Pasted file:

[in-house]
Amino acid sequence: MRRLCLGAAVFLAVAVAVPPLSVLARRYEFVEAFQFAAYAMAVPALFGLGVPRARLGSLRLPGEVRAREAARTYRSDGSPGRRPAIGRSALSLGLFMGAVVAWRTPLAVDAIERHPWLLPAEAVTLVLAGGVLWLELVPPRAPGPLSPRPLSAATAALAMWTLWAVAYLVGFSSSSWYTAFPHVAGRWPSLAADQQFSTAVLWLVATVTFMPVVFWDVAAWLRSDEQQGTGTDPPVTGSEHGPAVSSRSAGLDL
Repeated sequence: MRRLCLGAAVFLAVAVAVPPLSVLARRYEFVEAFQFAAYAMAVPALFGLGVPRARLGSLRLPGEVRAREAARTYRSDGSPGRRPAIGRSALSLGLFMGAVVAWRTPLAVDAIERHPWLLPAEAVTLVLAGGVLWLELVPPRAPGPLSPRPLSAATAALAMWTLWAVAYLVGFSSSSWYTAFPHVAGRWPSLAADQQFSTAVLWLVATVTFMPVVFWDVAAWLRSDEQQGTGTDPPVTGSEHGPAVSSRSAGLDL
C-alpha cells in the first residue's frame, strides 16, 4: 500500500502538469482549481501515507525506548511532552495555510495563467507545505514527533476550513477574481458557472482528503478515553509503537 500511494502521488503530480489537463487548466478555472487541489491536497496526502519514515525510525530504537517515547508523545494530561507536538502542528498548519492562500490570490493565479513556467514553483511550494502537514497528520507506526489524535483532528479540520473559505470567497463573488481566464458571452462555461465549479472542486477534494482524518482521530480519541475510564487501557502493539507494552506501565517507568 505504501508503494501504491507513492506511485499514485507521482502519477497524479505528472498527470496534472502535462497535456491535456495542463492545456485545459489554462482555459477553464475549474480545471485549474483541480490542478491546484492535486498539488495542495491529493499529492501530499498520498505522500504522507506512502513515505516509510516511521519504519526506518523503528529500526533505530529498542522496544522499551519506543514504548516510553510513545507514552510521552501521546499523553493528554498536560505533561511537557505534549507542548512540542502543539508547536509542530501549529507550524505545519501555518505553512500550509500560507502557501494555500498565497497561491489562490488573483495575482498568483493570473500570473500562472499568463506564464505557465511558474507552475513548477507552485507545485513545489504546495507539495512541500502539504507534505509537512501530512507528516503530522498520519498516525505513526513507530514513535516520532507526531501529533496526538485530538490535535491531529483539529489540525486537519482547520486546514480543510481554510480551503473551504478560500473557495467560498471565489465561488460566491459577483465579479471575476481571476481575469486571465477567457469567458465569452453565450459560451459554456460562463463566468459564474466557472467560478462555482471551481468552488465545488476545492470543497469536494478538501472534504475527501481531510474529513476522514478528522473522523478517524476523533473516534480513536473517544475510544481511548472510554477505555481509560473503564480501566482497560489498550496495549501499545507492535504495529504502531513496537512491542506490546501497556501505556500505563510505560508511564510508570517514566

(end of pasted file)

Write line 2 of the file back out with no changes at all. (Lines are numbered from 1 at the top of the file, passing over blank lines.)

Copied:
Amino acid sequence: MRRLCLGAAVFLAVAVAVPPLSVLARRYEFVEAFQFAAYAMAVPALFGLGVPRARLGSLRLPGEVRAREAARTYRSDGSPGRRPAIGRSALSLGLFMGAVVAWRTPLAVDAIERHPWLLPAEAVTLVLAGGVLWLELVPPRAPGPLSPRPLSAATAALAMWTLWAVAYLVGFSSSSWYTAFPHVAGRWPSLAADQQFSTAVLWLVATVTFMPVVFWDVAAWLRSDEQQGTGTDPPVTGSEHGPAVSSRSAGLDL